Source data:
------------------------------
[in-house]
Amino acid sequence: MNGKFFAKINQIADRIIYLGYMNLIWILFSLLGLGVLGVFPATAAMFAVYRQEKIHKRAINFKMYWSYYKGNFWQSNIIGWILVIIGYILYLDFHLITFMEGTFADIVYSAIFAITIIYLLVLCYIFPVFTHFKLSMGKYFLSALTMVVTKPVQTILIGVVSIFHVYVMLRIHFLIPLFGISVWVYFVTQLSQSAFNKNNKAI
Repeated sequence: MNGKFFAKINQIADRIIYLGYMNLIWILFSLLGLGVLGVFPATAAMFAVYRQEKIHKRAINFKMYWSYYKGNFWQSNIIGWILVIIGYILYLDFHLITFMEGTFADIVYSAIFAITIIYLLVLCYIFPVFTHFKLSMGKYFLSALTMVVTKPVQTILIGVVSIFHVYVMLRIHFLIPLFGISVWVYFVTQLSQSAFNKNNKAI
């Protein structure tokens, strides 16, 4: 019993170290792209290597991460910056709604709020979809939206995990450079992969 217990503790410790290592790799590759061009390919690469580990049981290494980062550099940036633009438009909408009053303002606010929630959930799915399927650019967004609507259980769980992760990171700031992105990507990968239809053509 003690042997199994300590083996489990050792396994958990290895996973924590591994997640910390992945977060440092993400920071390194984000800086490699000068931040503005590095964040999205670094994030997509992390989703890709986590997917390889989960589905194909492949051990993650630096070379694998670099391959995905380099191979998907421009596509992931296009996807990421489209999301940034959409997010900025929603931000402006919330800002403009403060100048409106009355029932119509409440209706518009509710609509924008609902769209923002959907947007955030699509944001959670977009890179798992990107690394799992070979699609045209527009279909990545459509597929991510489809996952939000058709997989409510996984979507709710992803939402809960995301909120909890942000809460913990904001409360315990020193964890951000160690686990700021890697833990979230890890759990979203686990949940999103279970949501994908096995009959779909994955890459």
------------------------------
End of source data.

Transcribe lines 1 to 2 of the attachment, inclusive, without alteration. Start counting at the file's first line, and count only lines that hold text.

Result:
[in-house]
Amino acid sequence: MNGKFFAKINQIADRIIYLGYMNLIWILFSLLGLGVLGVFPATAAMFAVYRQEKIHKRAINFKMYWSYYKGNFWQSNIIGWILVIIGYILYLDFHLITFMEGTFADIVYSAIFAITIIYLLVLCYIFPVFTHFKLSMGKYFLSALTMVVTKPVQTILIGVVSIFHVYVMLRIHFLIPLFGISVWVYFVTQLSQSAFNKNNKAI